much to be pitied

125 examples (0.03 sec)
  • He was not so much to be pitied as my reader may think. Cited from Sir Gibbie, by George MacDonald
  • They are a class of persons much to be pitied, for they know not what they should do. Cited from Representative Men, by Ralph Waldo Emerson
  • How it will end Heaven only knows; but she is much to be pitied. Cited from Poor Jack, by Frederick Marryat
  • And after all, are they so much to be pitied? Cited from Obiter Dicta, by Augustine Birrell
  • He is much to be pitied: he has never been the same man since Eric went. Cited from Uncle Max, by Rosa Nouchette Carey
  • Do you think we were much to be pitied? Cited from Station Life in New Zealand, by Lady Barker
  • She is very nice and kind and, above all, she's much to be pitied. Cited from War and Peace, by by Leo Tolstoy/Tolstoi
  • These water-doctors are much to be pitied, their patients must eat them out of house and home. Cited from German Classics of the 19th & 20th Centuries, Vol. VIII, Ed. by Francke
  • And whether such people ought much to be pitied? Cited from The Querist, By George Berkley
  • "From what I can learn through the papers they are certainly very much to be pitied." Cited from Ticket No. "9672", by Jules Verne [Tr.: Laura E. Kendall]
  • If there was much to be pitied there was something to be laughed at, also. Cited from Ronicky Doone, by Max Brand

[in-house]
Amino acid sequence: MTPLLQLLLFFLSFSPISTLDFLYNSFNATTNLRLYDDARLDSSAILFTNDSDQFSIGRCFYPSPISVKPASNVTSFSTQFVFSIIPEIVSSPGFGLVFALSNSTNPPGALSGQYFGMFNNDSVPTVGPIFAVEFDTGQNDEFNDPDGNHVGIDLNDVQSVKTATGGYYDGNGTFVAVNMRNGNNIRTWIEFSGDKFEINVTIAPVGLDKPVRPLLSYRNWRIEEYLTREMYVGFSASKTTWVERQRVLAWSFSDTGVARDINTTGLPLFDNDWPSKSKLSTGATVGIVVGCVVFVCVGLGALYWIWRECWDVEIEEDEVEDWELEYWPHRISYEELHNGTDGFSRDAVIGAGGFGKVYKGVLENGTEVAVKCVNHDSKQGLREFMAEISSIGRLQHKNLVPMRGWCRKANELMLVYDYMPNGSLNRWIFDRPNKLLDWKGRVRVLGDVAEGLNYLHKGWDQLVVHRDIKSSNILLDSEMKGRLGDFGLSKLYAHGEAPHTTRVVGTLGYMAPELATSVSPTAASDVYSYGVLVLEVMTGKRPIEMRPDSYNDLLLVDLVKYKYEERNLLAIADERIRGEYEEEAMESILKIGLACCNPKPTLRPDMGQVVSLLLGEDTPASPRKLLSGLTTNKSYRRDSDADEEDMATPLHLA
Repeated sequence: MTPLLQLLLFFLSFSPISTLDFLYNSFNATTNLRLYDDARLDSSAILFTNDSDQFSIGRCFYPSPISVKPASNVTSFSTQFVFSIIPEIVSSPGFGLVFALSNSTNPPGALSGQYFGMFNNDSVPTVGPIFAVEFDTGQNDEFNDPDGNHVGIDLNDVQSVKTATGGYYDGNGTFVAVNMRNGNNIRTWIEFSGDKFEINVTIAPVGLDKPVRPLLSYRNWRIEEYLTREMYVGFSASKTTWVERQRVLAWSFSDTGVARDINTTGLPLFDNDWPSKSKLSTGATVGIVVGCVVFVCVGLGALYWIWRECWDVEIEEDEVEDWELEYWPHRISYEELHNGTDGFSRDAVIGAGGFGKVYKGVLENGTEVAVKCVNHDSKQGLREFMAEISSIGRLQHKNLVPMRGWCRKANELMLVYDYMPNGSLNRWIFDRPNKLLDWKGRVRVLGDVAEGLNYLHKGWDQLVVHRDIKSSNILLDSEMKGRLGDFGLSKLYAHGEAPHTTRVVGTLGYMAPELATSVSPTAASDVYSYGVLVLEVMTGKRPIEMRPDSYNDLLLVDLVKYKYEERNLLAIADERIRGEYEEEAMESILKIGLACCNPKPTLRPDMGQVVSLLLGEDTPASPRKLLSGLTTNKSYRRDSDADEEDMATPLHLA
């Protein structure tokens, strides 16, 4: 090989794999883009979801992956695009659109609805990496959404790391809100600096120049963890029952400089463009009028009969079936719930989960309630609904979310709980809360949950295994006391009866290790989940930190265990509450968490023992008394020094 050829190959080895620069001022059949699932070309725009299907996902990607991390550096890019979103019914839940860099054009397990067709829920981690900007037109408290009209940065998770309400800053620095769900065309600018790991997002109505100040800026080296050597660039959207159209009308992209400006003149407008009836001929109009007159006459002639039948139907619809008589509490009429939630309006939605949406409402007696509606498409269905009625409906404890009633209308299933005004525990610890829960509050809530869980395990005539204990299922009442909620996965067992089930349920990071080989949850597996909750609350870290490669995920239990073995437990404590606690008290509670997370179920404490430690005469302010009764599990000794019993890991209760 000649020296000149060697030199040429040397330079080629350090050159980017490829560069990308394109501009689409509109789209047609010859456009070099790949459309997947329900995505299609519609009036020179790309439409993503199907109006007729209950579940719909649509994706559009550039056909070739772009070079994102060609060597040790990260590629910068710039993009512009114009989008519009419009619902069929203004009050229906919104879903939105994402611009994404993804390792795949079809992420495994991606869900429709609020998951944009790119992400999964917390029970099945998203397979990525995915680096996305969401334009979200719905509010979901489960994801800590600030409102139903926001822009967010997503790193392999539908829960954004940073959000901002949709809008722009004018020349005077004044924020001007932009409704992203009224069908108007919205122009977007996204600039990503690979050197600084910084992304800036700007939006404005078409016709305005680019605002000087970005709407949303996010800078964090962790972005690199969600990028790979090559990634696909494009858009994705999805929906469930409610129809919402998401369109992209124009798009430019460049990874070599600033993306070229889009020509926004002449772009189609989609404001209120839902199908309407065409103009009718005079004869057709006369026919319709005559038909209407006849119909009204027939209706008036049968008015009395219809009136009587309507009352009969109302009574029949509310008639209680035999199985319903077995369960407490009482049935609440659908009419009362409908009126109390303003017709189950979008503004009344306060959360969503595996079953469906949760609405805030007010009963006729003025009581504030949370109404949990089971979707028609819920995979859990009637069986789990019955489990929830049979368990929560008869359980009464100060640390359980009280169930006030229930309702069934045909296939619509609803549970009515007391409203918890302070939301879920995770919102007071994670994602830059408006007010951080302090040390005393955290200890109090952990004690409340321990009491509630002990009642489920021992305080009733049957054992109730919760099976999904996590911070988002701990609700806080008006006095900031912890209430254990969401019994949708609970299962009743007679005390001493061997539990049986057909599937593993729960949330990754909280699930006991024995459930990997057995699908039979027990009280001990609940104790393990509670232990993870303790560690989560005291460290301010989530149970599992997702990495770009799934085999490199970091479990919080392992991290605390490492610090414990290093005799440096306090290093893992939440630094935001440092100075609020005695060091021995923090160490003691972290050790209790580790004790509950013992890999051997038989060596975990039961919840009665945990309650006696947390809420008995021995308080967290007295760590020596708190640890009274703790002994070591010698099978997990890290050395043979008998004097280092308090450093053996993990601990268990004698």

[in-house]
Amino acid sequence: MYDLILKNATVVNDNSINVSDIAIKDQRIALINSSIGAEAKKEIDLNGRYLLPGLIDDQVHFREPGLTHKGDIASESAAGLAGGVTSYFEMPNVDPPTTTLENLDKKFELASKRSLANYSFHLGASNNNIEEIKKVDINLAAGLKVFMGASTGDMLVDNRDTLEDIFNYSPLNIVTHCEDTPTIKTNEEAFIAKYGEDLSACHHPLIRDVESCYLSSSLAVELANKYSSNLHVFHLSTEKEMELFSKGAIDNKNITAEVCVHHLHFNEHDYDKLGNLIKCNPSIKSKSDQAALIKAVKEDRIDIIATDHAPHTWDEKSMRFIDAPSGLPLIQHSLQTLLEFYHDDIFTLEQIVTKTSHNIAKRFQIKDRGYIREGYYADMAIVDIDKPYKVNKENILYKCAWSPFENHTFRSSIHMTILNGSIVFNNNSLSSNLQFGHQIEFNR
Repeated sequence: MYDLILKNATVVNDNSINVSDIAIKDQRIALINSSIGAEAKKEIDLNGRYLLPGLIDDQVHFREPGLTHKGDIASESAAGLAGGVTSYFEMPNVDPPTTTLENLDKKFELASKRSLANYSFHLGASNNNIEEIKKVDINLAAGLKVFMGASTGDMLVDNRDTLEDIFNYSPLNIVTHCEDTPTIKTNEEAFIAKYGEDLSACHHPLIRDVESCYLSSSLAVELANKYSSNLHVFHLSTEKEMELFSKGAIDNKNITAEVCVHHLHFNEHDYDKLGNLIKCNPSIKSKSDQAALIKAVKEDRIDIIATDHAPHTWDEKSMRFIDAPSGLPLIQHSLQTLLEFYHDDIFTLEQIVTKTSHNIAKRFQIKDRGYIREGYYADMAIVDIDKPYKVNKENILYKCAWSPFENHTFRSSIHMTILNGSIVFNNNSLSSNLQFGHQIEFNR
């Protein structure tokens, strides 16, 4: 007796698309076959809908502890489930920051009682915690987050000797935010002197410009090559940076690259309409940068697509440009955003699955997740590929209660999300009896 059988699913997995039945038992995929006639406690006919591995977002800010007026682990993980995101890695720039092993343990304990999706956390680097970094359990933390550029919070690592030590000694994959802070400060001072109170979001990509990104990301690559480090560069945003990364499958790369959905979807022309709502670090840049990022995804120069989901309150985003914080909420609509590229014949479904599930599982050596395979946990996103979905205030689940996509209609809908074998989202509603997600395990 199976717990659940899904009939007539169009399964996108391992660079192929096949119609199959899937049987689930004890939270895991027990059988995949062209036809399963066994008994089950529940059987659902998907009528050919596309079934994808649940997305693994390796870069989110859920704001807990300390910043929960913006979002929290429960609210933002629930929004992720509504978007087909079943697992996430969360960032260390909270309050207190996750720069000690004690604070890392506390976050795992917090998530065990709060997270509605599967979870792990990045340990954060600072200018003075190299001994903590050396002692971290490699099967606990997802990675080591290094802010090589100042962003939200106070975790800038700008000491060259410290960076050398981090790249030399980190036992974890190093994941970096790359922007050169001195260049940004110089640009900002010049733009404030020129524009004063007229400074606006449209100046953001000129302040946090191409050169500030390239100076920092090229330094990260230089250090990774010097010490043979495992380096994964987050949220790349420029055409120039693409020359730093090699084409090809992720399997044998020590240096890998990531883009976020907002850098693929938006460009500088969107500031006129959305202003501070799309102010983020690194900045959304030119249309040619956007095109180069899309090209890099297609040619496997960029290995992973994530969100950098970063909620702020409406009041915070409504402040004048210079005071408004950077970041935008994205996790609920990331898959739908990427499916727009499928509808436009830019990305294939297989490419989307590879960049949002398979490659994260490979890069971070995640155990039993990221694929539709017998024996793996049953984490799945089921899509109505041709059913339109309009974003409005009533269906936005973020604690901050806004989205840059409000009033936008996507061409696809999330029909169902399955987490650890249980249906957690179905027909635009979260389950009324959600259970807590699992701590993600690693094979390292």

• The poor man is very much to be pitied. Cited from The Merchant of Berlin, by L Muhlbach
  • He would not be in the least to be blamed, while she would be much to be pitied. Cited from The Lost Lady of Lone, by E.D.E.N. Southworth
  • I myself was not so much to be pitied. Cited from St Ives, by Robert Louis Stevenson
  • I am not sure, after all, that young Lynde is so much to be pitied. Cited from The Queen of Sheba/My Cousin the Colonel
  • He loves him, he is so much to be pitied! Cited from Solitary of Juan Fernandez, or The Real Robinson Crusoe, by Saintine
  • Really, an Earth girl is not so much to be pitied if she has becoming dresses to wear. Cited from The Wit and Humor of America, Volume IV. (of X.), by Various
  • The state of such worthy persons is much to be pitied. Cited from A Portraiture of Quakerism, Volume III (of 3), by Thomas Clarkson
  • He explained the cause of her fainting, and asked whether she was not much to be pitied. Cited from Tales and Novels, Vol. VII, by Maria Edgeworth
  • I must admit that the poor blue velvet dress was much to be pitied. Cited from Parisian Points of View, by Ludovic Hale'vy
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